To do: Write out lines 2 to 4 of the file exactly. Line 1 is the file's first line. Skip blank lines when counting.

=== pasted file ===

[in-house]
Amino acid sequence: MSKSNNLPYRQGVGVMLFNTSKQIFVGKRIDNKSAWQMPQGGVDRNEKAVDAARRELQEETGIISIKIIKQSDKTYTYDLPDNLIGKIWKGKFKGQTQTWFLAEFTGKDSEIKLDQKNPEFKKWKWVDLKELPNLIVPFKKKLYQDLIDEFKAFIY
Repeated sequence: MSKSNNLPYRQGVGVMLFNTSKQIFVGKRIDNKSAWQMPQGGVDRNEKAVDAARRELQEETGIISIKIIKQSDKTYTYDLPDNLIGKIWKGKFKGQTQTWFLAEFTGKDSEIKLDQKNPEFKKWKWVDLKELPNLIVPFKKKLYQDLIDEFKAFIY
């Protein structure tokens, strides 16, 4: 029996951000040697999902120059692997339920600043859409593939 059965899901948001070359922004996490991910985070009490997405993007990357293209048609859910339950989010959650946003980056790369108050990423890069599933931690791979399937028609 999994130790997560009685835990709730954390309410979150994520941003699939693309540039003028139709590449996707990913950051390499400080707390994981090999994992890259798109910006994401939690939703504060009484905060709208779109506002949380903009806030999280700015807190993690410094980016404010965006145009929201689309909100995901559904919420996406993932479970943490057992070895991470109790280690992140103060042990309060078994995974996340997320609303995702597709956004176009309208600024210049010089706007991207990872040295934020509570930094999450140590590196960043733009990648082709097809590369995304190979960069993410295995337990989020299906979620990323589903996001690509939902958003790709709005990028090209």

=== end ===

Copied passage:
Amino acid sequence: MSKSNNLPYRQGVGVMLFNTSKQIFVGKRIDNKSAWQMPQGGVDRNEKAVDAARRELQEETGIISIKIIKQSDKTYTYDLPDNLIGKIWKGKFKGQTQTWFLAEFTGKDSEIKLDQKNPEFKKWKWVDLKELPNLIVPFKKKLYQDLIDEFKAFIY
Repeated sequence: MSKSNNLPYRQGVGVMLFNTSKQIFVGKRIDNKSAWQMPQGGVDRNEKAVDAARRELQEETGIISIKIIKQSDKTYTYDLPDNLIGKIWKGKFKGQTQTWFLAEFTGKDSEIKLDQKNPEFKKWKWVDLKELPNLIVPFKKKLYQDLIDEFKAFIY
């Protein structure tokens, strides 16, 4: 029996951000040697999902120059692997339920600043859409593939 059965899901948001070359922004996490991910985070009490997405993007990357293209048609859910339950989010959650946003980056790369108050990423890069599933931690791979399937028609 999994130790997560009685835990709730954390309410979150994520941003699939693309540039003028139709590449996707990913950051390499400080707390994981090999994992890259798109910006994401939690939703504060009484905060709208779109506002949380903009806030999280700015807190993690410094980016404010965006145009929201689309909100995901559904919420996406993932479970943490057992070895991470109790280690992140103060042990309060078994995974996340997320609303995702597709956004176009309208600024210049010089706007991207990872040295934020509570930094999450140590590196960043733009990648082709097809590369995304190979960069993410295995337990989020299906979620990323589903996001690509939902958003790709709005990028090209």